Billions to restore city creeks? Seattle initiative backers fault estimate
Initiative proponents countered that the city's calculations were flawed and intended to drum up opposition to Initiative 80, which seeks to restore salmon habitat in city streams.
"We don't think the costs are even in the ballpark of what they are talking about," said Knoll Lowney, spokesman for I-80. The city's estimates distort the financial picture, Lowney added, because they emphasize aggregate costs but do not stress that I-80's costs to taxpayers are capped at $5 per household per year.
"This is the start of an attempt to mislead the public about what the initiative says," he said.
The public is sure to hear more about the creek initiative in coming months. Proponents gathered about 8,000 signatures more than the 17,729 required to put I-80 on the ballot. The council has until Jan. 9 to decide whether it wants to adopt the initiative as law, propose an alternative or let the initiative appear on the ballot next year.
Based on the council's reaction to the fiscal report received from the mayor's office and Seattle Public Utilities, it seems unlikely the initiative will be adopted as law. Because council members want to appear friendly to the environmental movement, it's more likely they would choose a ballot alternative.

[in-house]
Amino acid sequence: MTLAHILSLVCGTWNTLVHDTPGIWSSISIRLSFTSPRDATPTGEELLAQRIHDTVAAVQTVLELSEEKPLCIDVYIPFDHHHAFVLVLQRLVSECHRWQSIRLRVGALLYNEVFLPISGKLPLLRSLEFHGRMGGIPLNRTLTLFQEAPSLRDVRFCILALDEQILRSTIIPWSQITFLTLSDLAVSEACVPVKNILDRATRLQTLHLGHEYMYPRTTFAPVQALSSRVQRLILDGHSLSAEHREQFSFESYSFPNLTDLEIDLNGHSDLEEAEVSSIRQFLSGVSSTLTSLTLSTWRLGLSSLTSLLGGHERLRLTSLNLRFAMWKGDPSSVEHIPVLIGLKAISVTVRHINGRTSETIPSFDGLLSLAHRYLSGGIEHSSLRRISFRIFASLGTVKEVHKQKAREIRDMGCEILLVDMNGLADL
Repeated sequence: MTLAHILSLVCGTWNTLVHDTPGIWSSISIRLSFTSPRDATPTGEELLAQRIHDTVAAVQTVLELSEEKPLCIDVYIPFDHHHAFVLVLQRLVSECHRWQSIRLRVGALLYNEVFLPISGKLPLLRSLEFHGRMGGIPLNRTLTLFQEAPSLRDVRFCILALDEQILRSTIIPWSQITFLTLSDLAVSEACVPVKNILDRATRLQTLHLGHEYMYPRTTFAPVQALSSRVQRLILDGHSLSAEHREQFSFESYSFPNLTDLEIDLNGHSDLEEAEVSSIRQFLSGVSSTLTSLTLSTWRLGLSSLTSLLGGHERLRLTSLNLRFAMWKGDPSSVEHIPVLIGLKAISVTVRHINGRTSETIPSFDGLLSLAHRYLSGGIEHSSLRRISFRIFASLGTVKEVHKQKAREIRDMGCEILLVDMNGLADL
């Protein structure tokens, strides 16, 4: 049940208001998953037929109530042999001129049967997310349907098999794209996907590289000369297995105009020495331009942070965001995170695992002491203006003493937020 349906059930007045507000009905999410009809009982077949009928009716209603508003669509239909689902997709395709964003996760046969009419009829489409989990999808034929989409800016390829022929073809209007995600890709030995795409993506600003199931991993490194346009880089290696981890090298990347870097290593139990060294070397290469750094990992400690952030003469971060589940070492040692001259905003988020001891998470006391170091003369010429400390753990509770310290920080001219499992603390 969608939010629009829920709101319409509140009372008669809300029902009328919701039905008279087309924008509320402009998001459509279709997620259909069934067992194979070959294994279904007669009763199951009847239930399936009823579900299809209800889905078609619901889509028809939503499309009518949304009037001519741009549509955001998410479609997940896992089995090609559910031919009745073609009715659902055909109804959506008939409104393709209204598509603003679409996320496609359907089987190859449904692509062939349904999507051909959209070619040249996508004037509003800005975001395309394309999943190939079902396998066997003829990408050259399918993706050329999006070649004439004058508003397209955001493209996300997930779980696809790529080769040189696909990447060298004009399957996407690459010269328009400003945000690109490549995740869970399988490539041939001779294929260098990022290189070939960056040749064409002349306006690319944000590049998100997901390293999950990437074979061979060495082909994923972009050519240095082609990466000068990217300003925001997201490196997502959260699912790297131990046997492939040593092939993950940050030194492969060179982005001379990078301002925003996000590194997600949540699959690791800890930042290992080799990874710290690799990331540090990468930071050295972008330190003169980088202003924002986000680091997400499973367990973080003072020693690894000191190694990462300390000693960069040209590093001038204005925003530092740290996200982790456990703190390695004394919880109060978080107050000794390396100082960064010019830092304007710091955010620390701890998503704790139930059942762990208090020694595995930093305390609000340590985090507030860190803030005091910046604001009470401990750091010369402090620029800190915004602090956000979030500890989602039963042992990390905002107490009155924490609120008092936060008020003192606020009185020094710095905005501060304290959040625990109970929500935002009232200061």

That's where Mayor Greg Nickels is headed. "The mayor has directed Seattle Public Utilities to look at putting together an alternative because we fully support the goals of creek restoration," said Nickels' spokeswoman Marianne Bichsel.
The initiative proposes to restore creeks and streams where salmon swim or could swim. It seeks to "daylight" creeks that have been buried in pipes, remove fish-passage barriers, establish 50-foot buffer zones and plant native vegetation.
According to the city's legal analysis, I-80 would also prohibit future development near creeks and would require the city to compensate private property owners in cases where initiative requirements amount to an "unconstitutional taking" of property.
Restoration efforts would apply to about 16 percent of the land in Seattle. The minimum costs, according to the city, are $569 million, which would take 95 years to finance under the initiative's formula of spending $5 per year for each of the city's 258,499 households.
Lowney said the city overstated I-80's cost because it ignored the fact that some creeks may be exempt from its requirements. It also used cost estimates for daylighting a buried creek to also calculate the bill for less-expensive restoration and protection.
"We're comfortable with the estimates," responded Ray Hoffman, director of strategic policy for Seattle Public Utilities. "Daylighting is more expensive, but restoration is not cheap."
"The gap is so large, something is askew," said Councilman Nick Licata. "Either your expectations are too draconian or theirs has a large reality gap."
Lowney claimed that yesterday's presentation to the council was suspect because proponents did not get a preview. "If the movie doesn't allow a pre-screening, you know it's a bad sign," he said.
Bichsel downplayed his concern. "I think there will be collaboration with the proponents. We're early in the process here."
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